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Since Obama can only win by dividing. . .

. . . how can he hope to govern after running such a campaign?

Should the Democrat prevail, he is likely to face a Republican House, if not a Republican — at least a more Republican & more conservative — Senate.  Not to mention all those Democratic Senators from “red” states whose seats will be up in 2014 and will be wary of running for reelection with an unpopular incumbent from their party in the White House.

You may say that if he wins, he won’t be unpopular, but the point of this post is that should he win, he will have done so by demonizing his opponent rather than improving his public image.  His negatives will remain high, his approval low.

Is Mitt Romney following Jerry Brown’s lead?

Yesterday, Jennifer Rubin cited yet another article detailing just how much the Obama campaign has spent in “swing states” (something we discussed here):

The extent of that effort is only now becoming clear. The Associated Press reports: “President Barack Obama’s campaign has spent nearly $100 million on television commercials in selected battleground states so far, unleashing a sustained early barrage designed to create lasting, negative impressions of Republican Mitt Romney before he and his allies ramp up for the fall.”

. . . .

Virtually all of the ads were viciously negative, and judging from the number of Pinocchios they’ve racked up, continually and materially false.

But it didn’t work. Romney and Obama are still deadlocked.

And another batch of swing state polls shows a tight race in 4 “swing” states, including Colorado, Florida, Ohio and Virginia, with Obama’s approval at or below 46 in each state.

In the summer of 2010, it seemed every time I looked up at a TV monitor, I saw one of Meg Whitman’s ads, many (if not most) of which attacked her Democratic rival in the California gubernatorial contest.  That rival, a Mr. E. G. Brown, Jr. kept his powder dry — to the consternation of some of his partisan allies.

Come September, however, he and his union allies, took to the airwaves.  Mr. Brown defeated Mrs. Whitman by nearly 13 points.

Wonder, if given, Mr. Obama’s negatives, Mr. Romney has chosen to keep his powder relatively dry until more people start paying attention to the presidential contest.  Given those deadlocked polls and Mr. Romney’s current fundraising success, this could be bad news for Mr. Obama.

But, then again, Mr. Brown received in 2010, as Mr. Obama is receiving now, a generous assist from the legacy media.

Speaking about sealed documents, Mr. Obama. . . .

The younger Donald is onto something:

Today, Donald Trump explained that Mitt Romney should release his tax records … but not until Barack Obama releases his college records. “Obama should give his college applications and records – you talk about transparency,” said Trump.

“Those who call for Romney to release all evidence of his finances”, adds Ben Shapiro, reporting Trump’s remarks, “should also be calling for Obama to release his college records – a period of his life in which he visited Pakistan, finagled an entre to Columbia University, and began his community organizing career in Chicago.”

Fascinating watching how, with the cover of and amplification by the legacy media, Democrats are desperately demanding that Mitt Romney release all kinds of records.  At the same time, our supposedly accountable journalists are giving short (if any) shrift to conservative concerns about records that Mr. Obama refuses to furnish.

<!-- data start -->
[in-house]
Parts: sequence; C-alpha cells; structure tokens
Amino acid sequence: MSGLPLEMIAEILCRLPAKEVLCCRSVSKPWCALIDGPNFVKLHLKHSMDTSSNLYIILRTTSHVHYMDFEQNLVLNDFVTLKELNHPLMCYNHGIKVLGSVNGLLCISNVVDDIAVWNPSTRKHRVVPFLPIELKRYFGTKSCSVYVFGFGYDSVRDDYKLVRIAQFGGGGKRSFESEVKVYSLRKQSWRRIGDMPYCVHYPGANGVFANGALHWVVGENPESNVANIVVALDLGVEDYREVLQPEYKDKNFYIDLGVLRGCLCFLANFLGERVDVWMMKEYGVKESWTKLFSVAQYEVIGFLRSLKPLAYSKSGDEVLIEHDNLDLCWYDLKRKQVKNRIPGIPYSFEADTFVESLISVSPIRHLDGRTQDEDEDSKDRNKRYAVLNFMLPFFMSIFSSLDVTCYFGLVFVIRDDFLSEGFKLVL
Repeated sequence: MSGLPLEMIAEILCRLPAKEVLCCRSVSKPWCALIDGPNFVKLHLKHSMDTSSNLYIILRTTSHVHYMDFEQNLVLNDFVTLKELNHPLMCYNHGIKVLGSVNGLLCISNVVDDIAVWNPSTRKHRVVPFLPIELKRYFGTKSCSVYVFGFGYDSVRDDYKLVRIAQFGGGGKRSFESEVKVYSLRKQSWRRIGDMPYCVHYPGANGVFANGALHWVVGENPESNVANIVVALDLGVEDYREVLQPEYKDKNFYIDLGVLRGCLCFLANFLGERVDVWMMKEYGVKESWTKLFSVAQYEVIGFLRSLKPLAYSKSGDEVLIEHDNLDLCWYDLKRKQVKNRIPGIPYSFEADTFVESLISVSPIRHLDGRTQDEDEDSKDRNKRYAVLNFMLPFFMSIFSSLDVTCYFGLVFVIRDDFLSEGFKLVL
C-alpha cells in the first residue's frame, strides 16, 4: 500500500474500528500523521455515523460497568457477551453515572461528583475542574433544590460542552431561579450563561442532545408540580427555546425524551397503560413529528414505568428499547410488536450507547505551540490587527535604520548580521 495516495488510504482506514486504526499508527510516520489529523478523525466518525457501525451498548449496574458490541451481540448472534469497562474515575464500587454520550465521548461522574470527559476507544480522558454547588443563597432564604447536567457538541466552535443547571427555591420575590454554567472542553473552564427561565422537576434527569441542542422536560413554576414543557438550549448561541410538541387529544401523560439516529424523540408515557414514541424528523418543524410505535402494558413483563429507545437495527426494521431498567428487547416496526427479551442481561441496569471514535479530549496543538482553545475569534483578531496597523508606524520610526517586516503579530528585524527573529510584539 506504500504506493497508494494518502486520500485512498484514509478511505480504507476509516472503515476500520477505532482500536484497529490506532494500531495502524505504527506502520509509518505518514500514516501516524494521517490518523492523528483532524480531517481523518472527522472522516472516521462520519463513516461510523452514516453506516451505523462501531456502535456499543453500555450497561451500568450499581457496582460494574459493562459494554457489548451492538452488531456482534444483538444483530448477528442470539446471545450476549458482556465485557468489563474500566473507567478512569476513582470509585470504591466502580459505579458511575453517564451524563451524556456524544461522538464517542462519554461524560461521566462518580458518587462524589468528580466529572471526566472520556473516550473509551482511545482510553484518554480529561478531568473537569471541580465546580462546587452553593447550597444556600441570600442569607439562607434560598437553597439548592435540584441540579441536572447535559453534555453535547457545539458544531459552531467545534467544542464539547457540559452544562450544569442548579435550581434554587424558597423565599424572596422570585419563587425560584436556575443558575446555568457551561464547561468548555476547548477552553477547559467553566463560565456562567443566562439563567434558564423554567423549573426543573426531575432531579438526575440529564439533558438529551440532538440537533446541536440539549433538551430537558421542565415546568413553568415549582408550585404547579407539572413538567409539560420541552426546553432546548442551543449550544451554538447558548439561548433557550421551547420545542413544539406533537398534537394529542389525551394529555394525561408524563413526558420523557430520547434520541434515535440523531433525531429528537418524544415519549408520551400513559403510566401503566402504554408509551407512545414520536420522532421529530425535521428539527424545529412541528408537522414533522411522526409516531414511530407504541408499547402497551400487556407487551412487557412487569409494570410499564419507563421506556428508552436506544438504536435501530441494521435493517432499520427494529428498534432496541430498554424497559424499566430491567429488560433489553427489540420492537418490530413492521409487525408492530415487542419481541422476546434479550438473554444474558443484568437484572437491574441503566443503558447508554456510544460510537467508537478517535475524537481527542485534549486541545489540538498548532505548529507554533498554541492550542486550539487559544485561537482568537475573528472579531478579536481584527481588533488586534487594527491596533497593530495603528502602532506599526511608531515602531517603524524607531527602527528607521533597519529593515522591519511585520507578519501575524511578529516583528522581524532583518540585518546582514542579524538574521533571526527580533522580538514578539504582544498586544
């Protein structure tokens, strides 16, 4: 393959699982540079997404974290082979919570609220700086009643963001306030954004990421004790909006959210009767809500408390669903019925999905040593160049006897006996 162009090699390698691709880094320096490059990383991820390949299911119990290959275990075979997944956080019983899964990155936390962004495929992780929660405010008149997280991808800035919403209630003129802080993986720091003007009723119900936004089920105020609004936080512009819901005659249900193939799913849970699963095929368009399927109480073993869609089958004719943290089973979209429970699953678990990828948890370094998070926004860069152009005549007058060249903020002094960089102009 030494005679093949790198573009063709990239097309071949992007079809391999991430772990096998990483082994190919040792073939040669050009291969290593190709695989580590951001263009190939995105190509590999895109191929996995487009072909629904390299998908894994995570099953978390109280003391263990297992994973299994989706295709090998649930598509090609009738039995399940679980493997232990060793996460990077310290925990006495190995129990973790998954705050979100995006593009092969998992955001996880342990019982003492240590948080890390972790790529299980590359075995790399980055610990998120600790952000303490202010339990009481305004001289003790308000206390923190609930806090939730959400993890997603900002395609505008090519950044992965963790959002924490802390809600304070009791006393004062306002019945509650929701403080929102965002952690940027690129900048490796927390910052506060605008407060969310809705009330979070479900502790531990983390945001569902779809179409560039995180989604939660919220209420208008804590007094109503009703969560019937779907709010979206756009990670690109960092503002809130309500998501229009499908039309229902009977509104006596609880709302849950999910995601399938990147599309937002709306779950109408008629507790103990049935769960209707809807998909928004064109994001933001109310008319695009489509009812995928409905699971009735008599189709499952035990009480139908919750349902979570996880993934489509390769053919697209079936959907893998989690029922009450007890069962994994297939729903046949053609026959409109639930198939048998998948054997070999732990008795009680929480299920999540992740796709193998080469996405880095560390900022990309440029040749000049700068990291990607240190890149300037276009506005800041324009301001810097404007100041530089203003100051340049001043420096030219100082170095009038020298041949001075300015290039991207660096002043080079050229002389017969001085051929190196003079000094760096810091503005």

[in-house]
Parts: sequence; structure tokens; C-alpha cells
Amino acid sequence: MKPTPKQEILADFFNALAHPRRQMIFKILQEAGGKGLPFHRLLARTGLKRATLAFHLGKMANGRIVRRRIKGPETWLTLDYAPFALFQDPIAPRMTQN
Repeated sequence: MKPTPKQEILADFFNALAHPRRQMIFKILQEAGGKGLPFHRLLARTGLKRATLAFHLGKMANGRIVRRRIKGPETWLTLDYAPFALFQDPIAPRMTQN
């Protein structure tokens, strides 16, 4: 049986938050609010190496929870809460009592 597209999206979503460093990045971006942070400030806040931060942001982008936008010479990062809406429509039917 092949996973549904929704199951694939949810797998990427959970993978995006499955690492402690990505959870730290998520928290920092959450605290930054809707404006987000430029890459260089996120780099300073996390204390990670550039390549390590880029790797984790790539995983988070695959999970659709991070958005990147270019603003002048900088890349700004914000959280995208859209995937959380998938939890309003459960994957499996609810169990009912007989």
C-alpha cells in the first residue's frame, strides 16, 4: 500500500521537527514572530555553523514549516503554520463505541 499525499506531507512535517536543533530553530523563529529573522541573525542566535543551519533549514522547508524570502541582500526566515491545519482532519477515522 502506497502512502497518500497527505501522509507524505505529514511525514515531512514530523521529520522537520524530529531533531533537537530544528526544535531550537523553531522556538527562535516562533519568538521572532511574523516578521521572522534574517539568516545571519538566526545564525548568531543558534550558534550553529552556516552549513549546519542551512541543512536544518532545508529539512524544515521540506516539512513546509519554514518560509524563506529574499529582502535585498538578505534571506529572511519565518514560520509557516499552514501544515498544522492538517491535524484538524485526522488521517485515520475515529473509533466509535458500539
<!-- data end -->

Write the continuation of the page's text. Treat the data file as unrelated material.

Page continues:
In his post, asking “Who is Barack Obama?“, Roger Kimball posted an image listing some of the Democrat’s sealed records as well as repeating some of the unanswered questions about the Obamas.

FROM THE COMMENTS:  V the K “would rather see the Fast & Furious documents. Nobody died from Mitt Romney’s tax returns.”

What has Obama done to change the tone in Washington?

On August 28, 2008,” The Washington Free Beacon’s Matthew Continetti reminds us, when Barack Obama

. . . officially accepted his party’s nomination and launched [that] fall[‘s] campaign, he said his presidency would break from the “politics of the past,” diminish the “cynicism we all have about government,” and change “the idea that people cannot disagree without challenging each other’s character and each other’s patriotism.” Politicians who “use stale tactics to scare voters,” who say an opponent is “someone people should run from,” and who “make a big election about small things” had held the American people hostage for far too long. Obama would be different.

Well, he doesn’t seem to have succeeded.  Yesterday on CBS “Sunday Morning,” the Democrat acknowledged that “Washington ‘feels as broken as it did four years ago,‘”:

He says he’s most frustrated by the inability “to change the atmosphere” in the nation’s capital “to reflect the decency and common sense of ordinary people” who want their leaders to solve problems. . . .

Reflecting on more than 3 ½ years in office, Obama said, “I think there’s no doubt that I underestimated the degree to which in this town politics trump problem solving.”

So, we elected a man who had served in the United States Senate and remained clueless as to the way the city worked?

With a bit of snark, Howard Portnoy reminds us that the president acknowledged his own naivete instead of responding to the question whether he “he was on the list of those deserving some of the shared blame“:

So, when Sen. John Kyl (R-Ariz.) raised an objection in January of 2009 to the idea of a tax credit for people who don’t pay income taxes, the president’s haughty response—”I won. So I think on that one, I trump you”—did not in his view fan the flames of resentment or hostility.

Do wonder if anyone can detail what precisely Obama has done to to fulfill his campaign promises to change the tone in our nation’s capital?